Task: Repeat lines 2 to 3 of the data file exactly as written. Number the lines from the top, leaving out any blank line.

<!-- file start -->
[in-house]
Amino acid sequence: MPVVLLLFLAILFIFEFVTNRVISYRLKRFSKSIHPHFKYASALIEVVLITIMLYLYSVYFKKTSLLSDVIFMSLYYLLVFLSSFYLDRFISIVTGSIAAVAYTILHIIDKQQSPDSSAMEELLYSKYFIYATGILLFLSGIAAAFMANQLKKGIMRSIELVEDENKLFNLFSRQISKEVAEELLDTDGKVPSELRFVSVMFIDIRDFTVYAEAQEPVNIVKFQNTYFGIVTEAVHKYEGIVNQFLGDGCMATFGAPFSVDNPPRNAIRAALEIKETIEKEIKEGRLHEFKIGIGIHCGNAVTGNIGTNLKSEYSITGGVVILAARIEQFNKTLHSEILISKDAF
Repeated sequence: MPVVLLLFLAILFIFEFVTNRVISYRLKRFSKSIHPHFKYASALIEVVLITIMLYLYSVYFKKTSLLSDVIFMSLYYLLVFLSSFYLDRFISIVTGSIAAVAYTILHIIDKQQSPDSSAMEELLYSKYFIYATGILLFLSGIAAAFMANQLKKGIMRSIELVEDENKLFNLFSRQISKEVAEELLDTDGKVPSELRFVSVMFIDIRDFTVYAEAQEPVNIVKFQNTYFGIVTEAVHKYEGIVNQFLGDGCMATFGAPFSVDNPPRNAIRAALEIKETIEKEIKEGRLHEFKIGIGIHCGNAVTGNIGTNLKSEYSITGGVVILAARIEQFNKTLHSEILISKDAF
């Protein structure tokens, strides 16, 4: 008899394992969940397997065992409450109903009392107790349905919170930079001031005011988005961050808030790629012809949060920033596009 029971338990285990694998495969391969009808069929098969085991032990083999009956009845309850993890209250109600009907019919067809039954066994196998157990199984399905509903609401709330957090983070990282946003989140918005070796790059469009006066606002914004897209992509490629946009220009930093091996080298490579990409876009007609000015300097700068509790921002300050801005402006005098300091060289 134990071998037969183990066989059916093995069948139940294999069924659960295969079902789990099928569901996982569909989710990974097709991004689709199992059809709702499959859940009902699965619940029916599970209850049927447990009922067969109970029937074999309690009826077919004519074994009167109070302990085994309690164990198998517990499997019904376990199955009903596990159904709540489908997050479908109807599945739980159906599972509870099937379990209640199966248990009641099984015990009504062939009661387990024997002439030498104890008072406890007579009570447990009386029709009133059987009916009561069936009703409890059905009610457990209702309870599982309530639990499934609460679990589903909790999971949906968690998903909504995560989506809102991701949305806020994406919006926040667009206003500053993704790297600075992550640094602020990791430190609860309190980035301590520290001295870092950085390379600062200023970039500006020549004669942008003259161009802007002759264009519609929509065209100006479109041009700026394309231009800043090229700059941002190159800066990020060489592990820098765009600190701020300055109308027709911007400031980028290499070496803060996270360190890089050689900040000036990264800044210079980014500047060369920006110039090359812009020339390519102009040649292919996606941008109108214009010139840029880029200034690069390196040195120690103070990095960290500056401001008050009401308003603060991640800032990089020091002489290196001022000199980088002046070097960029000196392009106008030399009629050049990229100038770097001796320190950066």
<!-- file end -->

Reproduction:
Amino acid sequence: MPVVLLLFLAILFIFEFVTNRVISYRLKRFSKSIHPHFKYASALIEVVLITIMLYLYSVYFKKTSLLSDVIFMSLYYLLVFLSSFYLDRFISIVTGSIAAVAYTILHIIDKQQSPDSSAMEELLYSKYFIYATGILLFLSGIAAAFMANQLKKGIMRSIELVEDENKLFNLFSRQISKEVAEELLDTDGKVPSELRFVSVMFIDIRDFTVYAEAQEPVNIVKFQNTYFGIVTEAVHKYEGIVNQFLGDGCMATFGAPFSVDNPPRNAIRAALEIKETIEKEIKEGRLHEFKIGIGIHCGNAVTGNIGTNLKSEYSITGGVVILAARIEQFNKTLHSEILISKDAF
Repeated sequence: MPVVLLLFLAILFIFEFVTNRVISYRLKRFSKSIHPHFKYASALIEVVLITIMLYLYSVYFKKTSLLSDVIFMSLYYLLVFLSSFYLDRFISIVTGSIAAVAYTILHIIDKQQSPDSSAMEELLYSKYFIYATGILLFLSGIAAAFMANQLKKGIMRSIELVEDENKLFNLFSRQISKEVAEELLDTDGKVPSELRFVSVMFIDIRDFTVYAEAQEPVNIVKFQNTYFGIVTEAVHKYEGIVNQFLGDGCMATFGAPFSVDNPPRNAIRAALEIKETIEKEIKEGRLHEFKIGIGIHCGNAVTGNIGTNLKSEYSITGGVVILAARIEQFNKTLHSEILISKDAF